…And Then There’s What Ken Cuccinelli Got Tragically Wrong

mcauliffe

…and so Brian Schoeneman defies just about every single conservative political prognosticator in America regarding the Cuccinelli race.

Take a peek and be the judge for yourself:

Ken made his name as a grassroots politician, and that was what his campaign was all about.  I have rarely seen more volunteers out knocking doors and making phone calls in a non-presidential year than I did this year.  He kept focusing on the basics and he did a very good job of turning the base out.  Looking at the turnout numbers – which were far, far higher than anybody predicted before the election – it’s clear that both sides brought their A ground games.

So I’m sure you’re ready to ask me why, if Ken got so much right, he still lost.  My answer to that is simple:  I don’t think anybody on our side could have won this year.  Not Bolling, not McDonnell, not George Allen, not anybody else we could have nominated.   Think about it this way – the Democrats nominated their weakest gubernatorial candidate in pretty much forever and he still won.  There was something more than just campaign tactics at work here against us.

To which I will respond with a sophisticated Latin phrase familiar to us all.

Bullshit.

To review what the Cuccinelli campaign got wrong, let’s start with the top, shall we?

1.  Cuccinelli never got out and raised enough money to be competitive.  Outspent by $5 million?  OK… against T-Mac, that’s acceptable.  $15 million?  That’s a dagger… and even then it was still close.

2. What grassroots game?  Schoeneman praises Cuccinelli’s grassroots efforts from the prism of Fairfax County, where Cuccinelli had to be competitive.  The rest of Virginia is plagued with stories about offers to volunteer that weren’t even given the courtesy of a reply call.  Victory efforts were horrible stem to stern.  When even paid Cuccinelli staffers refused to be photographed or seen carrying Cuccinelli signs?  That’s not good folks (and yes, that happened).

3.  Messaging.  Quick — why did Ken Cuccinelli want to be governor?  Can’t think of the reason off the top of your head?  That’s because the campaign was so undisciplined, they couldn’t find a “big idea” to rally around.  D.J. Spiker mentioned it here in the pages of Bearing Drift:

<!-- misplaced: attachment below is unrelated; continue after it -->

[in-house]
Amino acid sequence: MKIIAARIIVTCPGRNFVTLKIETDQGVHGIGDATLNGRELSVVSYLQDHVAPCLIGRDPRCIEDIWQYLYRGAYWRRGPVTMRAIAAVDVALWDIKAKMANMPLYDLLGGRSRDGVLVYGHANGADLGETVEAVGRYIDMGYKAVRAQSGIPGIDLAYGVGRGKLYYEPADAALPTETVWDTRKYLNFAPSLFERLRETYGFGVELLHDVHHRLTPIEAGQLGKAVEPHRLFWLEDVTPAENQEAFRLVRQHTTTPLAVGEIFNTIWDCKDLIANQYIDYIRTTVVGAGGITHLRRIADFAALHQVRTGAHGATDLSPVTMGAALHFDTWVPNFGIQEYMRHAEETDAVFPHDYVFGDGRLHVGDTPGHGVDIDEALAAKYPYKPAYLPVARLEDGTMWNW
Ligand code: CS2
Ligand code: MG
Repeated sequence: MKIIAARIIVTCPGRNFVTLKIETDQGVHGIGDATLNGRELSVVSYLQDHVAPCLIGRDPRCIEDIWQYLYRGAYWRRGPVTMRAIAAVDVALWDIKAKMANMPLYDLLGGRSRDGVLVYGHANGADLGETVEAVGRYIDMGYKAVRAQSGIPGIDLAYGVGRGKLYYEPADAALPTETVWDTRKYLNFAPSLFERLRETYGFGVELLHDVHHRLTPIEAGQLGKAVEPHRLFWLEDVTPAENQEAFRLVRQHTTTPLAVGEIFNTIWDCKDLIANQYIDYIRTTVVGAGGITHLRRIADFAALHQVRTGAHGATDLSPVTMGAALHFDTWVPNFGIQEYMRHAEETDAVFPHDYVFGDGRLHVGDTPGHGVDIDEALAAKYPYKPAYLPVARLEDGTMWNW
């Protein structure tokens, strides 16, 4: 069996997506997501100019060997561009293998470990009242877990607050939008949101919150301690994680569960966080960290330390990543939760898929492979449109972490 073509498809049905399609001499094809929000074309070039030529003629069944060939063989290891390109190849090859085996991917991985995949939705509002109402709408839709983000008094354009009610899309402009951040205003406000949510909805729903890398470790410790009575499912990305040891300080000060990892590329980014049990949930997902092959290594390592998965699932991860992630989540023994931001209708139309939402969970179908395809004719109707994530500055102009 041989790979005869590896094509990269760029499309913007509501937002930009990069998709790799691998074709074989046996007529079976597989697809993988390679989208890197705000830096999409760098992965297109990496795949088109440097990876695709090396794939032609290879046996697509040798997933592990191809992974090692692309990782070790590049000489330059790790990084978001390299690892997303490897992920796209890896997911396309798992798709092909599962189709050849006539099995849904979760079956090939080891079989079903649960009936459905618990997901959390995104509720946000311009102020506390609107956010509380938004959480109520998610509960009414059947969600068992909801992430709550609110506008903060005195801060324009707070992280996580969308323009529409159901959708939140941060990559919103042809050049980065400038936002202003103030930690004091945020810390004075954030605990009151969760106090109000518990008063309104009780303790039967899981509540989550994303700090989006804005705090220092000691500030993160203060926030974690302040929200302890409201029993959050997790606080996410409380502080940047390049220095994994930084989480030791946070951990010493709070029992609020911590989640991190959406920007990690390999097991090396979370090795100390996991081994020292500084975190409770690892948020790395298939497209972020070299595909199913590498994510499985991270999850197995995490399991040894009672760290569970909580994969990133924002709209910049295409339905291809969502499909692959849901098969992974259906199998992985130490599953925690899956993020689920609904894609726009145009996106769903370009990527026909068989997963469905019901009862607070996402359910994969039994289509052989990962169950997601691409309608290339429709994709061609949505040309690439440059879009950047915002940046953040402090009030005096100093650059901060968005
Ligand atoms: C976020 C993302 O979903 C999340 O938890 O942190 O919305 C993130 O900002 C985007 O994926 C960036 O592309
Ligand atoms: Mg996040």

Below, you’ll find subject lines from the Cuccinelli campaign and RPV for the past 24 hours worth of emails. If you think you can find a common thread, feel free to share below in the comments.

Let’s begin with Monday morning:

. . .

There’s plenty of very real media bias out there, but if you were a reporter, how would you know what to write about? All of it? GreenTech? ObamaCare? Jobs? Mental health? SEC Investigations? Clinton? Obama?

Click on the link yourself and be the judge.  Allen had ending parole.  Gilmore had no car tax.  McDonnell had jobs.  Cuccinelli had “McAuliffe is a scumbag… and by the way, did we mention that McAuliffe was a scumbag?”

4.  Polling.  Three letters — RRR.

Enough said.

5.  Press relations and new media outreach.  It simply wasn’t there, guys… and when it was, it was horrible.  Jackson’s new media metrics far outpaced Cuccinelli’s new media outreach.  That should send shivers up and down your spine.

6.  Cuccinelli pandered by not establishing any message control.  Let’s be honest — was this the campaign everyone expected in May 2013?  Compare this to the May 2009 convention floor with the Gasden Flags waving… in a heads up contest against Terry McAuliffe, where was the substantive policy debate?  Where were the big ideas?  Where was the message control hammering that one point home time and time again?  It simply did not exist.  In an effort to stand for everything, Cuccinelli’s campaign allowed him to stand for nothing.  Even then, Cuccinelli still came withing 2% points, because…

7.  Obamacare nearly pulled this election out of the crapper.  Schoeneman is dead on when he observes:

This election was on its way to ending in a loss last General Assembly session when we started hearing about transvaginal ultrasounds and minting our own currency.   It was headed in the wrong direction when the Star Scientific scandal cut down one of our greatest assets – a popular sitting Governor – and kept him on the sidelines the whole time.  It was headed in the wrong direction when the junior Senator from Texas decided he wasn’t getting enough press and shut the government down for almost two weeks less than a month before the election for no real reason.

This election was over the moment Governor Bob McDonnell refused to resign after GiftGate broke.  This election got worse the moment that Ted Cruz decided to grab the spotlight rather than work in coalition with fellow Republicans.  Even then, with McAuliffe up by 10 points and with the worst campaign in modern Republican history, Cuccinelli almost managed to pull it off.

…and instead of hammering home on Obamacare and the outrage of 5 million Americans losing their health care coverage (a fight Cuccinelli led the freakin’ charge on), we spent the last three weeks — wait for it — hammering Libertarian Robert Sarvis.